- If a company’s German operation has five or more employees then the employees have a right to establish a works council. Works council members are entitled to take time off from their normal work duties and agreement must be achieved with the works council before many key management decisions are made.
- If a company is registered in Germany with 500 or more employees, it must have a two-tier board. One-third of directors of the upper ‘supervisory’ tier must be elected by the German workforce.
- Annual holiday entitlement must be carefully monitored in Italy, because the right to a paid vacation is written into the constitution. Employees have the right to carry forward any unused holiday perpetually from year to year.
- The minimum period of notice for executives in industrial companies is seven months and in retailing, distribution and services it is six months. If an executive falls ill whilst serving their notice in the latter sector, they may delay their dismissal for up to a year.
- It is not possible to avoid Dutch job protection laws by employing staff on a succession of short-term employment contracts. If such a practice is followed the contract will be automatically transform into one of an indefinite duration.
- A company’s works council must be invited to make recommendations on the appointment or dismissal of a managing director based in the Netherlands.
- An employee may be entitled to up to 104 weeks’ sick pay. If the necessary steps are not taken to reintegrate those returning from extended sick leave, a further period of sick pay entitlement may come into effect.
- Companies employing 100+ people are required to produce an annual working conditions report and plan.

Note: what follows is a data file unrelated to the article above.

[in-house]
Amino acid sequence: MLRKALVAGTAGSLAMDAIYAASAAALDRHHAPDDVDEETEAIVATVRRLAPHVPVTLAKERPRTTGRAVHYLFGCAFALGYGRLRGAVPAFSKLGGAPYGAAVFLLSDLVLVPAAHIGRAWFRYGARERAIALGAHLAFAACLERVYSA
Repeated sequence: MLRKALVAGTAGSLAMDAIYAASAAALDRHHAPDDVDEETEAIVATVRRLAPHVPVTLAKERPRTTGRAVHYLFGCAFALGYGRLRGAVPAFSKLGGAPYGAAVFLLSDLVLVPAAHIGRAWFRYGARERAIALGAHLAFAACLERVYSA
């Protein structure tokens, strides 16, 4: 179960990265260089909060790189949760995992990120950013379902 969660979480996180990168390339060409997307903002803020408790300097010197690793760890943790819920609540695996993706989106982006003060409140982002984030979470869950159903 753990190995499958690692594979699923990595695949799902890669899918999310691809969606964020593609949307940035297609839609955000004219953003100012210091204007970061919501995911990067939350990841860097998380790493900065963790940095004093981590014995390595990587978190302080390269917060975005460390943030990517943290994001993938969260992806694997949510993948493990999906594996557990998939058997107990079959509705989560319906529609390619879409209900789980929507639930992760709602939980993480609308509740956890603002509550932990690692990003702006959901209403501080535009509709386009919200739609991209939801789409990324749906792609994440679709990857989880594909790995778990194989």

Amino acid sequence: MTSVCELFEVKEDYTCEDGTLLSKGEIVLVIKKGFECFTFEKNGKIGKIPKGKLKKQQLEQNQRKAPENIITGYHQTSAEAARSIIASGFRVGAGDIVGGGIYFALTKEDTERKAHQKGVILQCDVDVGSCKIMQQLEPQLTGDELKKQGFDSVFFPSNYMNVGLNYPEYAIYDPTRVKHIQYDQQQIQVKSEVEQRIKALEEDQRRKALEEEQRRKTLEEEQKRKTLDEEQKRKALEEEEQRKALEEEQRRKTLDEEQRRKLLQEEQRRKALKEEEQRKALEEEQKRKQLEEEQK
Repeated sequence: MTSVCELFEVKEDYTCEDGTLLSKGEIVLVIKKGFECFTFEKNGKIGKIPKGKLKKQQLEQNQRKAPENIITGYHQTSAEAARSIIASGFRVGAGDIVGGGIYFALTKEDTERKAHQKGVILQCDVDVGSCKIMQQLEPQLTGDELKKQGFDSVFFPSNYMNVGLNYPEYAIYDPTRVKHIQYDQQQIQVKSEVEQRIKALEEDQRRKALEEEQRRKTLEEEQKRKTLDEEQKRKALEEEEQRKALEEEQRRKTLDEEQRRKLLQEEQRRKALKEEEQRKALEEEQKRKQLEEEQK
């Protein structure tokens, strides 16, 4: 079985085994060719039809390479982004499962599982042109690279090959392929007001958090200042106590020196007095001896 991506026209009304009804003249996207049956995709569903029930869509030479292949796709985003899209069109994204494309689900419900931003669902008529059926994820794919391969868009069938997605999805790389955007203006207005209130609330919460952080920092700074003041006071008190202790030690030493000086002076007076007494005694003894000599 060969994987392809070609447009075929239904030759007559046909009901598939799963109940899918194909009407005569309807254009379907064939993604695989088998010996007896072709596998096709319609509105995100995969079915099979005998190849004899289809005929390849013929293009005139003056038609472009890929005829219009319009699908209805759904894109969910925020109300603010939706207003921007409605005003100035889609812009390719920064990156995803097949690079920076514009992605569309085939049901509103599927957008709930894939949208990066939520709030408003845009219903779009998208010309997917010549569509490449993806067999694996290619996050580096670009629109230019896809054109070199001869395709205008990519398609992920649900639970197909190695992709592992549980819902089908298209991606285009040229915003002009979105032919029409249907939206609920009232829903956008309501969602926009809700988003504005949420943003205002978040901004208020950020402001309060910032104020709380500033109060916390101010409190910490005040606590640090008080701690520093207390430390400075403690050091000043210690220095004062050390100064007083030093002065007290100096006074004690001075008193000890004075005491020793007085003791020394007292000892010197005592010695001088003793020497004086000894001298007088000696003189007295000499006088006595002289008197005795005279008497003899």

- Companies often make the mistake of assuming that employment rights do not apply until an individual has been in post for two years. Discrimination, for instance, applies from day one.
- Under the Equality Act 2010 job protection rights for pregnant women exist from the first day of their pregnancy.
- There are statutory procedures that must be followed in situations involving dismissal or grievance.
- The first twelve weeks of official strike activity is a protected period for striking employees and it is unlawful to dismiss them for carrying out industrial action, or lock them out from their place of work during this period.
- Employees enjoy disability protection even if the condition has not yet developed into a full-blown disability.
- Deductions may not be made from an employee’s salary without a clear contractual right to do so, or without obtaining the employee’s prior consent.
A framework of principles
Although it is tempting for companies to seek a unified international HR policy this is, in practice, almost impossible to achieve without massive “gold plating”. Once companies move outside the EU, or a federal legal framework, huge differences occur – not only in employment laws, but the nature of labour relations, cultural expectations and moral/religious constraints. However, it is generally safe to apply a set of common principles about how HR shall be conducted, follow ILO conventions or adopt an HR code of good practice – such as that developed by FedEE® for its member companies.